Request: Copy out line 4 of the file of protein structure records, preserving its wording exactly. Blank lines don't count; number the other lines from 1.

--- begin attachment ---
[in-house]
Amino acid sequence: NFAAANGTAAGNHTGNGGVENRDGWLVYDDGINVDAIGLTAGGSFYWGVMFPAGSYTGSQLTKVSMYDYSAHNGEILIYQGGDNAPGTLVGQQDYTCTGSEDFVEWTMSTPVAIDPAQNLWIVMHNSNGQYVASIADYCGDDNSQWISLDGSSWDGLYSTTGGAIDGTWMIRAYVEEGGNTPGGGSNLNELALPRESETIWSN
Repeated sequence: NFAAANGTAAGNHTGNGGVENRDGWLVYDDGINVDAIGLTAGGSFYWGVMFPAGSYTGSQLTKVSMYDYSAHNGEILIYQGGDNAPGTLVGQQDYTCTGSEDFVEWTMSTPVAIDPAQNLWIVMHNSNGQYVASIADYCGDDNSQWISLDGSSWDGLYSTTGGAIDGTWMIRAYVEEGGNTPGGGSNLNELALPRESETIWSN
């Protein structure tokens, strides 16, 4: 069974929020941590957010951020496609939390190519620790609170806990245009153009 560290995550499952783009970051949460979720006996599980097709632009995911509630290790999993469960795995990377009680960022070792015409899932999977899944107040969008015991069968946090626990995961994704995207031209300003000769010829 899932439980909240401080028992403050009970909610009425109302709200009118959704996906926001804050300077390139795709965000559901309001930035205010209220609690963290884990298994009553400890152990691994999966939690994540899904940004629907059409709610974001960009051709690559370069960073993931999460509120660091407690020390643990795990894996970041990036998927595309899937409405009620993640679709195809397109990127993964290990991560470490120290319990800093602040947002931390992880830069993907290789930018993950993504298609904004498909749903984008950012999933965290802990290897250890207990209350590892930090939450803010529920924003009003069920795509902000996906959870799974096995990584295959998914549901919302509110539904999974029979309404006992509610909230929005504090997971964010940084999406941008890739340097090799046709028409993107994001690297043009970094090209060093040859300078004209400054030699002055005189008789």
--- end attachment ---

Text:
């Protein structure tokens, strides 16, 4: 069974929020941590957010951020496609939390190519620790609170806990245009153009 560290995550499952783009970051949460979720006996599980097709632009995911509630290790999993469960795995990377009680960022070792015409899932999977899944107040969008015991069968946090626990995961994704995207031209300003000769010829 899932439980909240401080028992403050009970909610009425109302709200009118959704996906926001804050300077390139795709965000559901309001930035205010209220609690963290884990298994009553400890152990691994999966939690994540899904940004629907059409709610974001960009051709690559370069960073993931999460509120660091407690020390643990795990894996970041990036998927595309899937409405009620993640679709195809397109990127993964290990991560470490120290319990800093602040947002931390992880830069993907290789930018993950993504298609904004498909749903984008950012999933965290802990290897250890207990209350590892930090939450803010529920924003009003069920795509902000996906959870799974096995990584295959998914549901919302509110539904999974029979309404006992509610909230929005504090997971964010940084999406941008890739340097090799046709028409993107994001690297043009970094090209060093040859300078004209400054030699002055005189008789």